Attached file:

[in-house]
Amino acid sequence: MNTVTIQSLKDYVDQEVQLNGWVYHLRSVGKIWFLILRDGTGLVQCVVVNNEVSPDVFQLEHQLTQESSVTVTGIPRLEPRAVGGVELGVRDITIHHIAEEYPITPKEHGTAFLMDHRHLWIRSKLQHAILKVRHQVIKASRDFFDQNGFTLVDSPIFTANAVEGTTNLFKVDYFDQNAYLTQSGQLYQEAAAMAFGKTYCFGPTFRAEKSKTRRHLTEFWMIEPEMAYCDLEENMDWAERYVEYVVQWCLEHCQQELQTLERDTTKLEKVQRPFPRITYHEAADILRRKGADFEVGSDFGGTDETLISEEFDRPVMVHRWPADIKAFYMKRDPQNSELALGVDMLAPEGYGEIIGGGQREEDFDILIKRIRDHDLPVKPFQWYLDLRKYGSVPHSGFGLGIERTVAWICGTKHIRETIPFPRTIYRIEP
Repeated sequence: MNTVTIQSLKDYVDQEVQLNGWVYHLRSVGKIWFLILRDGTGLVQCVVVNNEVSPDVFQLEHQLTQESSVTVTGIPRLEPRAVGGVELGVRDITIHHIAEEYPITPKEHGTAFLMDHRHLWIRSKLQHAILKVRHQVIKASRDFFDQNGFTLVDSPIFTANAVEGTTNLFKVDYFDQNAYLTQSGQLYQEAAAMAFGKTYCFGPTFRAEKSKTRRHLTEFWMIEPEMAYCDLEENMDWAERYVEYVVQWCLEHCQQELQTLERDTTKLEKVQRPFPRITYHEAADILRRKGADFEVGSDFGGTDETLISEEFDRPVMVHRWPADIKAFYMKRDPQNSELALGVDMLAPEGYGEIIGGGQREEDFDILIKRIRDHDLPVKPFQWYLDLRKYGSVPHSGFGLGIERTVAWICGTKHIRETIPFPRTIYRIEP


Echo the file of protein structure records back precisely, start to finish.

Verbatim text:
[in-house]
Amino acid sequence: MNTVTIQSLKDYVDQEVQLNGWVYHLRSVGKIWFLILRDGTGLVQCVVVNNEVSPDVFQLEHQLTQESSVTVTGIPRLEPRAVGGVELGVRDITIHHIAEEYPITPKEHGTAFLMDHRHLWIRSKLQHAILKVRHQVIKASRDFFDQNGFTLVDSPIFTANAVEGTTNLFKVDYFDQNAYLTQSGQLYQEAAAMAFGKTYCFGPTFRAEKSKTRRHLTEFWMIEPEMAYCDLEENMDWAERYVEYVVQWCLEHCQQELQTLERDTTKLEKVQRPFPRITYHEAADILRRKGADFEVGSDFGGTDETLISEEFDRPVMVHRWPADIKAFYMKRDPQNSELALGVDMLAPEGYGEIIGGGQREEDFDILIKRIRDHDLPVKPFQWYLDLRKYGSVPHSGFGLGIERTVAWICGTKHIRETIPFPRTIYRIEP
Repeated sequence: MNTVTIQSLKDYVDQEVQLNGWVYHLRSVGKIWFLILRDGTGLVQCVVVNNEVSPDVFQLEHQLTQESSVTVTGIPRLEPRAVGGVELGVRDITIHHIAEEYPITPKEHGTAFLMDHRHLWIRSKLQHAILKVRHQVIKASRDFFDQNGFTLVDSPIFTANAVEGTTNLFKVDYFDQNAYLTQSGQLYQEAAAMAFGKTYCFGPTFRAEKSKTRRHLTEFWMIEPEMAYCDLEENMDWAERYVEYVVQWCLEHCQQELQTLERDTTKLEKVQRPFPRITYHEAADILRRKGADFEVGSDFGGTDETLISEEFDRPVMVHRWPADIKAFYMKRDPQNSELALGVDMLAPEGYGEIIGGGQREEDFDILIKRIRDHDLPVKPFQWYLDLRKYGSVPHSGFGLGIERTVAWICGTKHIRETIPFPRTIYRIEP